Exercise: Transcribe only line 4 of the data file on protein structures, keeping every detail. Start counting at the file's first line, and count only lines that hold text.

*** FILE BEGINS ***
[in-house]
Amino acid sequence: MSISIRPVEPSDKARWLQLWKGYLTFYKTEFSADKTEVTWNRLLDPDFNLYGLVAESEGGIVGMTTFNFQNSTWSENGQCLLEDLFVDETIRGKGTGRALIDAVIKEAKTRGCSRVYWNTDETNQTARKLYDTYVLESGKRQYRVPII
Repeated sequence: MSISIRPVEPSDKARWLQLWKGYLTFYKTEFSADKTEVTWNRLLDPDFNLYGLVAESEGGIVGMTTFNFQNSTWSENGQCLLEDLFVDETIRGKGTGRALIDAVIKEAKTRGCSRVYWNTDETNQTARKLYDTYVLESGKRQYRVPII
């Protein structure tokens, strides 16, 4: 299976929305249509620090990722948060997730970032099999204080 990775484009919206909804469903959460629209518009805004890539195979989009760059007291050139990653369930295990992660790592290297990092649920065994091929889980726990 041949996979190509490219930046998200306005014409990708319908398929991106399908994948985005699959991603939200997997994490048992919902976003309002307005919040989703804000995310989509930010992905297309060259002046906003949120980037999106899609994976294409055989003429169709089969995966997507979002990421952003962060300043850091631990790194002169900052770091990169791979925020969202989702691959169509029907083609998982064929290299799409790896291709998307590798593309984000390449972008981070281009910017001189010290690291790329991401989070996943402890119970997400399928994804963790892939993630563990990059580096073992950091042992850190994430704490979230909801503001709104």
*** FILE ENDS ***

């Protein structure tokens, strides 16, 4: 299976929305249509620090990722948060997730970032099999204080 990775484009919206909804469903959460629209518009805004890539195979989009760059007291050139990653369930295990992660790592290297990092649920065994091929889980726990 041949996979190509490219930046998200306005014409990708319908398929991106399908994948985005699959991603939200997997994490048992919902976003309002307005919040989703804000995310989509930010992905297309060259002046906003949120980037999106899609994976294409055989003429169709089969995966997507979002990421952003962060300043850091631990790194002169900052770091990169791979925020969202989702691959169509029907083609998982064929290299799409790896291709998307590798593309984000390449972008981070281009910017001189010290690291790329991401989070996943402890119970997400399928994804963790892939993630563990990059580096073992950091042992850190994430704490979230909801503001709104």